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Let $\mathbf{Top}$ be the category of topological spaces, $\mathbf{RS}$ the category of ringed spaces and $\mathbf{LRS}$ the category of locally ringed spaces.

There are forgetful functors $$ U_{\mathbf{LRS}}: \mathbf{LRS} \to \mathbf{RS} $$ (the inclusion of the (non-full) subcategory) and $$ U_{\mathbf{RS}}: \mathbf{RS} \to \mathbf{Top} $$ (forgetting the structure sheaf). All three categories have all (small) limits and colimits.

  • Are $U_{\mathbf{LRS}}$ and $U_{\mathbf{RS}}$ (right?) adjoint functors?
  • Do $U_{\mathbf{LRS}}$ and $U_{\mathbf{RS}}$ perserve pushouts?

I am interested in these questions because I can think easier of topological spaces than of ringed (or locally ringed) spaces. For example, when I intuitively want to see what the pushout of two (locally) ringed spaces is, I want to see first what happens on topological spaces and afterwards think of what is going on with the structure sheaves. Am I allowed to do this?

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  • $\begingroup$ I think the answer to all of your questions is no but I don't have counterexamples off the top of my head. I would look at ringed spaces whose underlying space is a point. $\endgroup$ – Qiaochu Yuan Feb 8 '16 at 17:36
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  • The forgetful functor $\mathsf{LRS} \to \mathsf{RS}$ has a right adjoint. The right adjoint "$\mathrm{Spec}$" is a rather direct generalization of the spectrum of a commutative ring. You can find the construction in W. D. Gillam's Localization of ringed spaces, for instance. The underlying set of $\mathrm{Spec}(X,\mathcal{O}_X)$ consists of all pairs $(x,\mathfrak{p})$, where $x$ is a point in $X$ and $\mathfrak{p}$ is a prime ideal of $\mathcal{O}_{X,x}$. The structure sheaf is defined in such a way that the stalk at $(x,\mathfrak{p})$ is the local ring $(\mathcal{O}_{X,x})_{\mathfrak{p}}$.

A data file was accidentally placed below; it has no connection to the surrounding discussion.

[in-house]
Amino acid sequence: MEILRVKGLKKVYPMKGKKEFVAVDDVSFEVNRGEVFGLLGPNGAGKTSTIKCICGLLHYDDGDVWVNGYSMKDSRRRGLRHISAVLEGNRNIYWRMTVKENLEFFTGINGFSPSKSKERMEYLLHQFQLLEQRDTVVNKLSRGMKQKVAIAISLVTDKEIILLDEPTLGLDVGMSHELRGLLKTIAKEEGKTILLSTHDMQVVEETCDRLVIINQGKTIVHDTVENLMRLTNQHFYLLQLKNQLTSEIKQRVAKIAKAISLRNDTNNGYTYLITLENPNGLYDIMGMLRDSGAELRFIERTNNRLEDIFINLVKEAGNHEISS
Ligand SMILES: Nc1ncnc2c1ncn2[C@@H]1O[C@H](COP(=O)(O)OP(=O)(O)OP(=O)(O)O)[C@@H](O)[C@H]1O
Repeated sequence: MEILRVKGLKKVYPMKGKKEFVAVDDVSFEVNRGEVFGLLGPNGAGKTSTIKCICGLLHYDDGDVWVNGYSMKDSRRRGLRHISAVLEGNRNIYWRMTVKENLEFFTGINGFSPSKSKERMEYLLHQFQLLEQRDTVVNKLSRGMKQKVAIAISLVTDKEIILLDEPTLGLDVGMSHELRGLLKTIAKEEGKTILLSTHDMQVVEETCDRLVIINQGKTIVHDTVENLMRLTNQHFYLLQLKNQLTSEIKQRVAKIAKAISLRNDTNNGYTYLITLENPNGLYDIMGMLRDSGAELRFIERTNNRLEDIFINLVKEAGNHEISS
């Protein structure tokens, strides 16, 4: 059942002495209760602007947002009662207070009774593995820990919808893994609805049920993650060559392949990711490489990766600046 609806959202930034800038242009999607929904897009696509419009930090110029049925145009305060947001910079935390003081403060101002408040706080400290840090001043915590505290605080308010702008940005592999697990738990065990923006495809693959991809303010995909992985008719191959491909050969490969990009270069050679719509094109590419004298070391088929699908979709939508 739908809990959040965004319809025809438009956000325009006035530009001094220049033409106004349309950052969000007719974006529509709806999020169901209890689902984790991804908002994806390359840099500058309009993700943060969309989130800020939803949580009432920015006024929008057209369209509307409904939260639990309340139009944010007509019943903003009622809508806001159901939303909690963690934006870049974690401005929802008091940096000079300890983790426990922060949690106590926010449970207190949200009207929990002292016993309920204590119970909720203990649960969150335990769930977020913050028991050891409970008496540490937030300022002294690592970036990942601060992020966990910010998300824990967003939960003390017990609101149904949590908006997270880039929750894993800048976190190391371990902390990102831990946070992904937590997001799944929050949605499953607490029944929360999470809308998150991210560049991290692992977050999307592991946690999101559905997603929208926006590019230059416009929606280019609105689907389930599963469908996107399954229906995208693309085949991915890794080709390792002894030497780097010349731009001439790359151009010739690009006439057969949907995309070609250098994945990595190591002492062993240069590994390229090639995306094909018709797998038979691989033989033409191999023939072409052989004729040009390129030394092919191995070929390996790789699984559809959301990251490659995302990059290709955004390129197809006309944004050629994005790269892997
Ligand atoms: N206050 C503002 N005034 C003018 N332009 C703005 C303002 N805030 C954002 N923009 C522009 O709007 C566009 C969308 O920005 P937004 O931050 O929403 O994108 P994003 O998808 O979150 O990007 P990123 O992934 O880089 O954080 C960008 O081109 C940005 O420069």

• As a corollary, $\mathsf{LRS} \to \mathsf{RS}$ preserves all colimits. But this also comes out from the construction of colimits of locally ringed spaces, which you can find in Demazure-Gabriel's Groupes algébriques, I. §1. 1.6.

  • The forgetful functor $\mathsf{LRS} \to \mathsf{RS}$ has no left adjoint, since it does not preserve limits. For example, $\mathrm{Spec}(\mathbb{Z})$ is the terminal object of $\mathsf{LRS}$, but $(\{\star\},\underline{\mathbb{Z}})$ is the terminal object of $\mathsf{RS}$. For a description of limits in $\mathsf{LRS}$, see Gillam's paper above.

  • The forgetful functor $\mathsf{RS} \to \mathsf{Top}$ has a right adjoint which maps $X$ to $(X,\underline{\mathbb{Z}})$.

  • It follows that $\mathsf{RS} \to \mathsf{Top}$ preserves colimits. Specifically, the colimit of a diagram $((X_i,\mathcal{O}_i))_{i \in I}$ of ringed spaces is $(\mathrm{colim}_i X_i,\lim_i (u_i)_* \mathcal{O}_i)$, where $(u_i : X_i \to \mathrm{colim}_i X_i)$ is the colimit cone of the topological spaces.

  • The forgetful functor $\mathsf{RS} \to \mathsf{Top}$ has a left adjoint which maps $X$ to $(X,0)$.

  • It follows that $\mathsf{RS} \to \mathsf{Top}$ preserves limits. Specifically, the limit of a diagram $((X_i,\mathcal{O}_i))_{i \in I}$ of ringed spaces is $(\lim_i X_i,\mathrm{colim}_i (u_i)^{-1} \mathcal{O}_i)$, where $(u_i : \lim_i X_i \to X_i)$ is the limit cone of the topological spaces.

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  • $\begingroup$ This is a great answer. Thank you very much. $\endgroup$ – user8463524 Feb 8 '16 at 18:57
  • $\begingroup$ Just want to add that you can use the fact that the functor RS$\to$Top is a fibration and an opfibration to show that RS is complete and cocomplete. (See Gray's paper on Fibred Categories) $\endgroup$ – Rachmaninoff Jan 29 '17 at 4:30

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